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10 Reasons Why Your Newborn Stays Awake All Night

Shashwathi Bhanukumar Shashwathi Bhanukumar 9 Mins Read

Shashwathi Bhanukumar Shashwathi Bhanukumar


Sleepless nights and dark circles under the eyes become a part of a new parent's life. There are many reasons why your baby stays awake at night. Read on to find out.

10 Reasons Why Your Newborn Stays Awake All Night

Have you woken up in the dead of night to see that your newborn is wide awake and bright as a button? Do you feel helpless when all your efforts to soothe your baby are in vain, when he wakes up bawling in the night? Sleepless nights and tiresome mornings are a reality for first-time parents.

But, most babies do not stay awake in the night and cry or keep getting up every few hours, without reason. Moreover, there is no one specific reason why your baby may be awake all night.

Here are some prominent causes why this happens:

Changing sleep patterns

0 to 1.5 months: Usually, newborns have a 20-hour sleep pattern. Their sleep cycle would also depend on what pattern they followed inside would have had in the mother's womb. Though it is not scientifically proven, they believe that if the mother is able to say whether the baby was more active in the night, these babies would be the ones who would sleep lighter in the night. Initially, in the first month, it would be sleeping and feeding. So, they would be getting up quite a few times and be fussy.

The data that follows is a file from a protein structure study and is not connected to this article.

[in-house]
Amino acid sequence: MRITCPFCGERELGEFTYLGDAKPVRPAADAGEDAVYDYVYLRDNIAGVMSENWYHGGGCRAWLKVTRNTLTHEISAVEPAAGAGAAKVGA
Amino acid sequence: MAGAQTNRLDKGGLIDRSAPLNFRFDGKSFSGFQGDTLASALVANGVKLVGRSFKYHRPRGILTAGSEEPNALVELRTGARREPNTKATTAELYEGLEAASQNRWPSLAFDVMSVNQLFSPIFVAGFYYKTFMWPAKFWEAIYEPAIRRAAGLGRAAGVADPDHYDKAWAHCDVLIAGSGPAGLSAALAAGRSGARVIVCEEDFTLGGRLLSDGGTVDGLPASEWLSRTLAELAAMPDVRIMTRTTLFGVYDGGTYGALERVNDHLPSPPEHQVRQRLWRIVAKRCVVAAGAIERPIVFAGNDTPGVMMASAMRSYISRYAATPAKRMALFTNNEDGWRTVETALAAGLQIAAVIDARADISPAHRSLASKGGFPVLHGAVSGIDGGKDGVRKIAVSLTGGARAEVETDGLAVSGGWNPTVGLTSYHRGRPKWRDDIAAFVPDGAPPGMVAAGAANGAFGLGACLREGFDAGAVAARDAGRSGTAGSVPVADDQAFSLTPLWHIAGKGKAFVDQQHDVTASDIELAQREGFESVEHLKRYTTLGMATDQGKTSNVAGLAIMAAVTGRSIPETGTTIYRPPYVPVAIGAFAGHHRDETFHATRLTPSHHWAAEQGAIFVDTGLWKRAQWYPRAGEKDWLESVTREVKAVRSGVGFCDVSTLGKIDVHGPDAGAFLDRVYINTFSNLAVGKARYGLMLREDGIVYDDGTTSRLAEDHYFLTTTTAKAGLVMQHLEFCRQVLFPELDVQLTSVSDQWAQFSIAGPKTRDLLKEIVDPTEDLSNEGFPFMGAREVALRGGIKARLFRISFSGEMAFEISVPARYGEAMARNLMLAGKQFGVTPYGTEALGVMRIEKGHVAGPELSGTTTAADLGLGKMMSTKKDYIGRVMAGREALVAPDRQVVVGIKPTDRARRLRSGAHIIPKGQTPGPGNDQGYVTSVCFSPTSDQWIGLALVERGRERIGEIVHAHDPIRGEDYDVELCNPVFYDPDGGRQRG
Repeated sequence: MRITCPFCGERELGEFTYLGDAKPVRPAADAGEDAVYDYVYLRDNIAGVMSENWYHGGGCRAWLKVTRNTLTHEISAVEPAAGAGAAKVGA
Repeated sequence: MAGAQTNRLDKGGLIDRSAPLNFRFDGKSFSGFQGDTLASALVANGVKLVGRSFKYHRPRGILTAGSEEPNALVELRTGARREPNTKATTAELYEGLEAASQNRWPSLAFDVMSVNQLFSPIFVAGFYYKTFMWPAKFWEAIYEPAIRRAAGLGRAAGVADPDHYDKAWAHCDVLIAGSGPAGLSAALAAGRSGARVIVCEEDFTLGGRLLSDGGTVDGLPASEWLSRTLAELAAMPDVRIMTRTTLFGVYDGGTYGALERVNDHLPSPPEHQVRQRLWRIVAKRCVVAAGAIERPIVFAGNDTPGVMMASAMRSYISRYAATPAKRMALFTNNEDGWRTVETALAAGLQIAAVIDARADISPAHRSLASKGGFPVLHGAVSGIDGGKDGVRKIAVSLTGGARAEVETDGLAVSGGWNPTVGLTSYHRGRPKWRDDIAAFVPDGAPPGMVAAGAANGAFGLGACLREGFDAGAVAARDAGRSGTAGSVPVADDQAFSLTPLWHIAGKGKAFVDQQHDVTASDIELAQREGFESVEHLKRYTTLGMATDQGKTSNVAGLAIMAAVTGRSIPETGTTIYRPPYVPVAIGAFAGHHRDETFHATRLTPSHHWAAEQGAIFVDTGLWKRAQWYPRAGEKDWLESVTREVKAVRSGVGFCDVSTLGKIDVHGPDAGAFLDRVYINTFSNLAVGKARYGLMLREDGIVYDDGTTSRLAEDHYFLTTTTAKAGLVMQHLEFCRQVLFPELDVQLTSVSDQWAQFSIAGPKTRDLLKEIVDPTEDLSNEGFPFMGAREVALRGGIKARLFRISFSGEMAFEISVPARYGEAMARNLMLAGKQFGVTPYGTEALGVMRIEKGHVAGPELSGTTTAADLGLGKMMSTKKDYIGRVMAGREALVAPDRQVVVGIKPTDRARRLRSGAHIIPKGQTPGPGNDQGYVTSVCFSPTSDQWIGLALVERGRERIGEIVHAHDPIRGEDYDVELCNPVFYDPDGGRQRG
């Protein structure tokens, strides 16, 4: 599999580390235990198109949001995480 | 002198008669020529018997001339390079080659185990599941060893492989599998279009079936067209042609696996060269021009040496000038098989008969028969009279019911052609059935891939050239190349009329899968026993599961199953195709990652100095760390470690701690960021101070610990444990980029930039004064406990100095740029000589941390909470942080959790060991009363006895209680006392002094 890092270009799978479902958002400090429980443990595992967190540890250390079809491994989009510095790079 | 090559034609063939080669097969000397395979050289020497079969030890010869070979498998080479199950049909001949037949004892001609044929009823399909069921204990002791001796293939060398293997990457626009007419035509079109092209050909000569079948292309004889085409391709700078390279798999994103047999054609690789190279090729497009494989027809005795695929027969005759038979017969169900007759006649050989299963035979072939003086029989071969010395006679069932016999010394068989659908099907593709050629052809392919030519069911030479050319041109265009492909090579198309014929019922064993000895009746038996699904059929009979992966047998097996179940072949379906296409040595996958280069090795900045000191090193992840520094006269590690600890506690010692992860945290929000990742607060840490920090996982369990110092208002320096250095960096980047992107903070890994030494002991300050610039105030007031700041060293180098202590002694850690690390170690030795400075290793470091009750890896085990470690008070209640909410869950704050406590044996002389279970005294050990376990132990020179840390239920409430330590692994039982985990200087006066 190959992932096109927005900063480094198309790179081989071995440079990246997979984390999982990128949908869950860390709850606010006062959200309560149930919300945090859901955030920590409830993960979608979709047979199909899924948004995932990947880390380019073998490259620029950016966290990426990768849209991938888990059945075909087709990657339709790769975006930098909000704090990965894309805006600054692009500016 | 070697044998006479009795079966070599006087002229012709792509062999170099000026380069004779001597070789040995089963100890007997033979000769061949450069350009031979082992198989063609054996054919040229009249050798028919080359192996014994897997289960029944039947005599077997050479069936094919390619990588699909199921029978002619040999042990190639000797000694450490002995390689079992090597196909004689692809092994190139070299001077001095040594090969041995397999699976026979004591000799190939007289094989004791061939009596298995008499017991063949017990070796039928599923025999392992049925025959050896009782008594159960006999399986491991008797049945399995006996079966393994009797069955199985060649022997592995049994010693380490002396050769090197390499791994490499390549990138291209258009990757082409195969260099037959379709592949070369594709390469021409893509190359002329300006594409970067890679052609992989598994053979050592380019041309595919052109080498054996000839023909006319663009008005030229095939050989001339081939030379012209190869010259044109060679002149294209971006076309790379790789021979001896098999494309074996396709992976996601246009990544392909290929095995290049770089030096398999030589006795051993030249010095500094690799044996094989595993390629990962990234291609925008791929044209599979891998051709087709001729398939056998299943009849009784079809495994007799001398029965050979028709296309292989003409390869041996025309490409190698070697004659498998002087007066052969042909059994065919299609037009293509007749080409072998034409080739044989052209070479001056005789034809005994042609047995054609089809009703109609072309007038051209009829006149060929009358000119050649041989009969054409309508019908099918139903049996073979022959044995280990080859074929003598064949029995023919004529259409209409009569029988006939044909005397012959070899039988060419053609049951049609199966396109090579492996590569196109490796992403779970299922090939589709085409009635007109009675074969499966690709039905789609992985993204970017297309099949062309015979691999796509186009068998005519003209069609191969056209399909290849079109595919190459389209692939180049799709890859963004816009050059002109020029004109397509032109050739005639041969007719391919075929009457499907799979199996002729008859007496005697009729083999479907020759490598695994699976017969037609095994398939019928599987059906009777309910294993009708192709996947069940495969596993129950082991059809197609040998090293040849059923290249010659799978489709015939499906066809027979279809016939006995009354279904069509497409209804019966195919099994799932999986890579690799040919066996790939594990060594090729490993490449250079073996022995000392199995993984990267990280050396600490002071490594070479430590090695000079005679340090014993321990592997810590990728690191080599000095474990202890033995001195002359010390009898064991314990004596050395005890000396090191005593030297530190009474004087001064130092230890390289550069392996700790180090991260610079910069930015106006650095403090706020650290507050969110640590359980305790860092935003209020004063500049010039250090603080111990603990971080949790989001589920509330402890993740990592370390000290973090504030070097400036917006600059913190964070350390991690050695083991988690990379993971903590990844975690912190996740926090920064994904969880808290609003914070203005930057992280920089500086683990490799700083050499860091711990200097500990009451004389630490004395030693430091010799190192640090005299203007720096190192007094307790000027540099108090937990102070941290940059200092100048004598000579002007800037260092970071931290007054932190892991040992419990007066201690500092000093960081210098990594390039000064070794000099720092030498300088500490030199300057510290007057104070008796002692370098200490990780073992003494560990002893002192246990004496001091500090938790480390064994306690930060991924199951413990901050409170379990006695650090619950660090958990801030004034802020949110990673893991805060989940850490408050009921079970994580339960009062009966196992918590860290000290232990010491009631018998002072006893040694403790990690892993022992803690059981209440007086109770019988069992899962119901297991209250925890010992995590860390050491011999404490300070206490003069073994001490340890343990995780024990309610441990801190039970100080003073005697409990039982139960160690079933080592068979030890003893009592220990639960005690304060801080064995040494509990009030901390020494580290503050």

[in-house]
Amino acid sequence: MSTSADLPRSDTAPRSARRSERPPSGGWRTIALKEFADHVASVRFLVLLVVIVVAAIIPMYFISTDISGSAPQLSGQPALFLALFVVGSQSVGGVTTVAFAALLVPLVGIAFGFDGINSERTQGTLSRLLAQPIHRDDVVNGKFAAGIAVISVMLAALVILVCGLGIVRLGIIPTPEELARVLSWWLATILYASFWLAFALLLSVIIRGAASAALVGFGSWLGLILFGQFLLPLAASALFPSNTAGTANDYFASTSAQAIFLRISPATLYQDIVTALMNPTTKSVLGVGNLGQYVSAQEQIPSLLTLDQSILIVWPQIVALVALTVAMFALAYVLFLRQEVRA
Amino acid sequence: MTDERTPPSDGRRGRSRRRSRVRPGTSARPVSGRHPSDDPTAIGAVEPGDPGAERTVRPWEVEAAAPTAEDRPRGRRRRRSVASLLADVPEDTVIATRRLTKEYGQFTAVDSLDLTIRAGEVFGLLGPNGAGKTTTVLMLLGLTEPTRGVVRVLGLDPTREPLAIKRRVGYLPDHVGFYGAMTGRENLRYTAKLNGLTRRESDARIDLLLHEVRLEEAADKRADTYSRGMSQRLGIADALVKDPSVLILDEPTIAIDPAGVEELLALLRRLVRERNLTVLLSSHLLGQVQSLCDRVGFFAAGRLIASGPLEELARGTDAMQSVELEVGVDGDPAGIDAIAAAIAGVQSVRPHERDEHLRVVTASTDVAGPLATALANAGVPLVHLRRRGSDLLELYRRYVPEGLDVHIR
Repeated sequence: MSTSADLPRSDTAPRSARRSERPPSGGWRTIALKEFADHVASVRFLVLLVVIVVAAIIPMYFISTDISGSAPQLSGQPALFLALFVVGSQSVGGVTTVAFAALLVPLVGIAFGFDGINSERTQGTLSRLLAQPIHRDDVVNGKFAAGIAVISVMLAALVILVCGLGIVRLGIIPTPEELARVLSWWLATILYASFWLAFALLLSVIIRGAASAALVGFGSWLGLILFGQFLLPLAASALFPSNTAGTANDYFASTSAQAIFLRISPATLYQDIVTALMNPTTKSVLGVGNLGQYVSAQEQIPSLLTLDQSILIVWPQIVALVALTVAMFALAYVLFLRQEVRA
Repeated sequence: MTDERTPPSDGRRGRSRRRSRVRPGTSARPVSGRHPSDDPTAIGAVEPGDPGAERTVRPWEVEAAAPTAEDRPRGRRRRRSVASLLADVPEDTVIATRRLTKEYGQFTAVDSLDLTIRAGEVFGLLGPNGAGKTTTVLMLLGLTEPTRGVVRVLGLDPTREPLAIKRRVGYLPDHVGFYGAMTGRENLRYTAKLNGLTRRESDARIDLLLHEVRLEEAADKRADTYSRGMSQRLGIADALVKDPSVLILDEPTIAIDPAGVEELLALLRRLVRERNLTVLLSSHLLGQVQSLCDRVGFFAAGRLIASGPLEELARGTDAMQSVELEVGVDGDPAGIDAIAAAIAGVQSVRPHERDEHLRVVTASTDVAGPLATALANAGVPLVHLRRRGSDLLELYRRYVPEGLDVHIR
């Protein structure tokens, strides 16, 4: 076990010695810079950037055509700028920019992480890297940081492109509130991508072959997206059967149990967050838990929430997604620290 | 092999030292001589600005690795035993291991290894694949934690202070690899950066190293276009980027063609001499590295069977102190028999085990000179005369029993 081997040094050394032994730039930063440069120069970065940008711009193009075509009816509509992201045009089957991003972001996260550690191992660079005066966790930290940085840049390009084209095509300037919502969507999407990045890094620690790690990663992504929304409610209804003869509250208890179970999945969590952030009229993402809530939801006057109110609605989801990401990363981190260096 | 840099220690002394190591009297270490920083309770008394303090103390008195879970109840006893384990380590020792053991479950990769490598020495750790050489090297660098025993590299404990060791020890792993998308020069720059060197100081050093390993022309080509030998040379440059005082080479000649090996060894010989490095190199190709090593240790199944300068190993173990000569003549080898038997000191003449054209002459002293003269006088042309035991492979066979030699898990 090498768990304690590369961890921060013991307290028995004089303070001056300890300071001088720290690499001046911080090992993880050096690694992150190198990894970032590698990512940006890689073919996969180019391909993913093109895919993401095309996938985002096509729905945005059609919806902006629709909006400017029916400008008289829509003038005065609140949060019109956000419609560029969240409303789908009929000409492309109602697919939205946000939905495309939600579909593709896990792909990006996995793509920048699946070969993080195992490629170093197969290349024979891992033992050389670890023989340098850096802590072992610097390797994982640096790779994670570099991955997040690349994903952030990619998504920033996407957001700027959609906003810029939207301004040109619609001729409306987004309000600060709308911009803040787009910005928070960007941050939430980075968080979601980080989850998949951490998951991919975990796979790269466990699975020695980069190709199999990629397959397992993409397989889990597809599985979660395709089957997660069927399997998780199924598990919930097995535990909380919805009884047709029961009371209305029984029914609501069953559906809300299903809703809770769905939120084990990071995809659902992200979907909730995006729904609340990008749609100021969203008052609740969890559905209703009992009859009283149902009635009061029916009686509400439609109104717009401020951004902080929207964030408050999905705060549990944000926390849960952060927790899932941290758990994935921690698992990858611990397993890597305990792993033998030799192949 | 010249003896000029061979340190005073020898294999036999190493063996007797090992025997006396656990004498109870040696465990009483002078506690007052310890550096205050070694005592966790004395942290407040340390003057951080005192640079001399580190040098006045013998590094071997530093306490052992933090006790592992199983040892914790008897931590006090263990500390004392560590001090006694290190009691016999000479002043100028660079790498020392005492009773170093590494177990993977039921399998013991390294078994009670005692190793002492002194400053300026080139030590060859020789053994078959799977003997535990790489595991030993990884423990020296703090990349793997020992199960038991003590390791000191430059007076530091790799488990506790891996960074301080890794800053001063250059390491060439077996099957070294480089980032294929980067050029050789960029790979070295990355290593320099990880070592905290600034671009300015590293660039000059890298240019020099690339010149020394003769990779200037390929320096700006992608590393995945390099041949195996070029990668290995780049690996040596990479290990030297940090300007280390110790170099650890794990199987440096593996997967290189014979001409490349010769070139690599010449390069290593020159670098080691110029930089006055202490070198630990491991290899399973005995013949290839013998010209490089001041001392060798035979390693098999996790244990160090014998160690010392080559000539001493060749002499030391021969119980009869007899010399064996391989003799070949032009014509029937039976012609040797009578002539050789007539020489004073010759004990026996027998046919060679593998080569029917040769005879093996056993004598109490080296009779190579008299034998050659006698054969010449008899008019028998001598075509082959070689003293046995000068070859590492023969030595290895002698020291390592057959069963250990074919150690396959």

By the time a baby is two months old, she develops a pattern. She may be awake during the day and sleep better at night. If for some reason, the parents or the family has developed a regime where the baby sleeps through the day, then she may not sleep in the night. Extended hours of sleep during the day, with the curtains closed and the lights switched off, makes the baby sleepy in the day and stay awake in the night.

The REM effect

Babies move from REM (rapid eye movement) sleep to other stages of non-REM sleep. When any kind of transition happens in their sleep pattern, they instantly wake up. While adults can go back to sleep, babies will not be able to do so and will require help from parents. This may happen until the baby is about six months old.

A case of colic

Both bread-fed and formula-fed babies could develop colic. However, studies state that formula-fed babies are more prone to colic than breastfed babies. Colic could keep babies awake as they are uncomfortable too. There is no way to identify that per se. You need to visit a paediatrician and looking at various factors, they will be able to tell you, whether your baby is colic or is it awake in the night for some other reason, and if they are colic, what can be done. Usually, they would grow out of it by the time they are six months of age.

Prolonged activity

Many times, first-time parents, allow the baby to play for hours together hoping it will tire the baby out. Parents engage them in activities hoping it will make them sleepy. However, it does not work always. On top of that, this makes it difficult to set a sleep routine. Ideally, it should not be an extended more than an hour. If the baby wants to go to sleep even for half an hour, that should be allowed or else it would interfere with their natural process of going to sleep. Also, extended hours of play may make the baby overtired and due to that, it might stay awake in the night.